Near the intersection of NE 82nd and NE Wasco, in the Montavilla neighborhood.
Near the intersection of NE 82nd and NE Wasco, in the Montavilla neighborhood. GOOGLE MAPS

Members of a confrontational community group are, allegedly, taking the law into their own hands. According a Facebook event created by the group, the Montavilla Initiative, members will be patrolling homeless camps for stolen bike parts with a police officer next week.

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The Montavilla Initiative is a unofficial neighborhood group that purports to be concerned with community safety, but has been accused of being a vigilante group that harasses homeless people—most recently in the pages of the Los Angeles Times. The group has previously worked closely with members of the Portland Police Association, and was a major player in last year’s unsuccessful push to convert the abandoned Wapato Jail into a homeless shelter. In September, members of the group filmed individuals who were entering a syringe exchange site and domestic violence shelter, with the stated aim of documenting their “bad behavior” to share with police.

The Montavilla Initiative is unrelated to the Montavilla Neighborhood Association, which does not support the splinter group's motives.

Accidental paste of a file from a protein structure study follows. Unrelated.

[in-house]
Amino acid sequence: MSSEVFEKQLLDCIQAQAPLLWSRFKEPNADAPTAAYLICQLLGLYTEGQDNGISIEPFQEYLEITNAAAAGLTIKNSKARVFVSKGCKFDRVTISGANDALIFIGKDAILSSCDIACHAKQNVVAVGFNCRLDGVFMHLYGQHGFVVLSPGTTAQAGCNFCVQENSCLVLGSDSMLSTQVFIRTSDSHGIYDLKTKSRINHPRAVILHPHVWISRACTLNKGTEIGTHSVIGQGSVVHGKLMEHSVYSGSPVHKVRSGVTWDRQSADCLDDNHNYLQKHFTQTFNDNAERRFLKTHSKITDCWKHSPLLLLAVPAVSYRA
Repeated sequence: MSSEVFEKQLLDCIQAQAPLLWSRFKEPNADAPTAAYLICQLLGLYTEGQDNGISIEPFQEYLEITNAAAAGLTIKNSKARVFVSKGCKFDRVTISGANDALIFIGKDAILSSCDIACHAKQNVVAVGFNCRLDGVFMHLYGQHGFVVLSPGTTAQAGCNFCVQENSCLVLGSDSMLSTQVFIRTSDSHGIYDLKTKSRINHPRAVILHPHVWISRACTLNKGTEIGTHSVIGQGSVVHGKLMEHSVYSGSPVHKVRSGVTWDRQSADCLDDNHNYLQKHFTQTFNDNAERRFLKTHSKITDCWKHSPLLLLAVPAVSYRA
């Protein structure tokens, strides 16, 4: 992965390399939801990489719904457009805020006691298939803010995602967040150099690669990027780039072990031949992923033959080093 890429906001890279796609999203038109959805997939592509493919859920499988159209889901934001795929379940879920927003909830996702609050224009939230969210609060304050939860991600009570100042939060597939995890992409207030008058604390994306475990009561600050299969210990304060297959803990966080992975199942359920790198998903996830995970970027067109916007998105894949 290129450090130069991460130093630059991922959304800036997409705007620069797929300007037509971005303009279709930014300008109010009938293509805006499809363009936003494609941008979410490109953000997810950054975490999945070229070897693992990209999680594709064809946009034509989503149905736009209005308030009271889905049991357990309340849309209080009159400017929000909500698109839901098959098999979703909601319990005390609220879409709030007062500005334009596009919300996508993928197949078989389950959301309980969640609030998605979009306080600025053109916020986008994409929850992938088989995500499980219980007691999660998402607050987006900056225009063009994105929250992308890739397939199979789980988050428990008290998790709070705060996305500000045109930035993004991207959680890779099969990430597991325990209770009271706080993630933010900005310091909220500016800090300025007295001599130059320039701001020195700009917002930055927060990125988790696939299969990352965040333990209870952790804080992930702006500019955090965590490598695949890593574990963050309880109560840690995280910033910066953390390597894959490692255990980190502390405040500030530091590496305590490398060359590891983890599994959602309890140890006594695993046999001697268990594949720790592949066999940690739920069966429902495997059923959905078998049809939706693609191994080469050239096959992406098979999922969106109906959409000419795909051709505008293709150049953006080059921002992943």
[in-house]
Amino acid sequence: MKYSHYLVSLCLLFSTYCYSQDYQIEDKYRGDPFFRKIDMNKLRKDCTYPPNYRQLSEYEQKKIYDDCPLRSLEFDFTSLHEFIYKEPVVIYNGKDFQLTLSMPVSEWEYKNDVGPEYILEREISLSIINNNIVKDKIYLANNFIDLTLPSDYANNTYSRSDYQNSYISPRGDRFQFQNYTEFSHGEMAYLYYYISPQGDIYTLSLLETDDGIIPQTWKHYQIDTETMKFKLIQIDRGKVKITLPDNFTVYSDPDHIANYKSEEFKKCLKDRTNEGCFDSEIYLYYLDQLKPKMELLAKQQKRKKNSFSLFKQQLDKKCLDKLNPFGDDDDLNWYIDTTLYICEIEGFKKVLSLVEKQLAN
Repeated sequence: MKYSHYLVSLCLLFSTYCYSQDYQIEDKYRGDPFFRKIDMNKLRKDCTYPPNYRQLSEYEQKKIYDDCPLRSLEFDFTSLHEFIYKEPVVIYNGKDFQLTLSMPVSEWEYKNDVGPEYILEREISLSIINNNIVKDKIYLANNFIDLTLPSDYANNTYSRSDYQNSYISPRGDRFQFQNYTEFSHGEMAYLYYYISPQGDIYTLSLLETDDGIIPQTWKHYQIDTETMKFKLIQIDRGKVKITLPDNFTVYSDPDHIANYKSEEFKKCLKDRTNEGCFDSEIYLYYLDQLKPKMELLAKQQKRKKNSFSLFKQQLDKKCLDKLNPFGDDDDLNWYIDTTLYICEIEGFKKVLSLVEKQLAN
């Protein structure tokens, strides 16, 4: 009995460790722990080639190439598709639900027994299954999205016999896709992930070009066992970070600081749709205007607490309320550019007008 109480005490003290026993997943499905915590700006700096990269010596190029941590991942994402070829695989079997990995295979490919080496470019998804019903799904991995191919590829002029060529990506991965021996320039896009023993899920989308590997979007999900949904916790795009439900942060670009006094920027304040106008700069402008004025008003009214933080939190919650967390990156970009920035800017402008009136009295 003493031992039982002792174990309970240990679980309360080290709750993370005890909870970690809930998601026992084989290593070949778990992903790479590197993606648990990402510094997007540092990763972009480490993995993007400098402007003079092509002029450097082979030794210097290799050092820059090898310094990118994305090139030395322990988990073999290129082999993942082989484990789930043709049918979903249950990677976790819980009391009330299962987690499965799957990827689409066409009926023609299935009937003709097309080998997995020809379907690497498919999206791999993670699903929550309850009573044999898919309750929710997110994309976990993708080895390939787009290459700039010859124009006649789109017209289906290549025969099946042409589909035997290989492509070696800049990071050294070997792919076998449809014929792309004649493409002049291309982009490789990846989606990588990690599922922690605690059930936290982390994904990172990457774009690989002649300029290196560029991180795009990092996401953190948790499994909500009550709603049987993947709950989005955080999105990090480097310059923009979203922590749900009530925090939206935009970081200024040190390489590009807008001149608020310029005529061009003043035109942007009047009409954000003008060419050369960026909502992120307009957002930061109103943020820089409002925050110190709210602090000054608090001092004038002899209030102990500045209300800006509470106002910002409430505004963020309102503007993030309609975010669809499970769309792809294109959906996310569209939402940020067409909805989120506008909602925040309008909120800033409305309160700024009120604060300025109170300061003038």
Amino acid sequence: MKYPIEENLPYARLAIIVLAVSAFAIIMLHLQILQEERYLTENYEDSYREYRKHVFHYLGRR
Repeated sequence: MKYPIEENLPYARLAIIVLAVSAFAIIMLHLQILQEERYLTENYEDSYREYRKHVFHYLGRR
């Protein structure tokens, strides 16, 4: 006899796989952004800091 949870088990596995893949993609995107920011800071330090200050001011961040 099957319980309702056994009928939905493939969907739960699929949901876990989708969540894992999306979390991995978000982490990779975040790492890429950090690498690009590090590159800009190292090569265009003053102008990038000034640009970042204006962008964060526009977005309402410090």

A public Facebook event page created by the Montavilla Initiative advertises a chance for members of the group, as well as residents of Montavilla and nearby neighborhoods, to meet with PPB Officer Dave Sanders on Wednesday, January 9. The event description says Sanders, who heads up the Portland Police Bike Theft Task Force, “will walk with neighbors through a few camp sites which have been storing and chopping up stolen bicycles.”

The event page also says that only those who RSVP to the event—and, presumably, are approved by the Montavilla Initiative—will be given the location.

However, a statement the Mercury received from PPB spokesperson Christopher Burley suggests that Montavilla Initiative’s description of the event might be misleading. Burley said that Sanders has no plans to walk attendees through houseless camps in the neighborhood.

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“This session is to be an educational in-classroom opportunity to learn about bike theft prevention and create community dialogue,” Burley said. “Officer Sanders contacted the Montavilla Initiative regarding the Facebook post earlier today.”

As of Friday afternoon, the Facebook event’s language had not been changed. Additionally, two weeks ago the Montavilla Initiative told a commenter on its public page that “we will actually be walking into a camp or two to look at stolen bikes and getting tips and strategies as we walk.”

This suggests that either the Montavilla Initiative leaders were mistaken about the intended purpose of the event, or that the plans for the event changed at some point between then and now.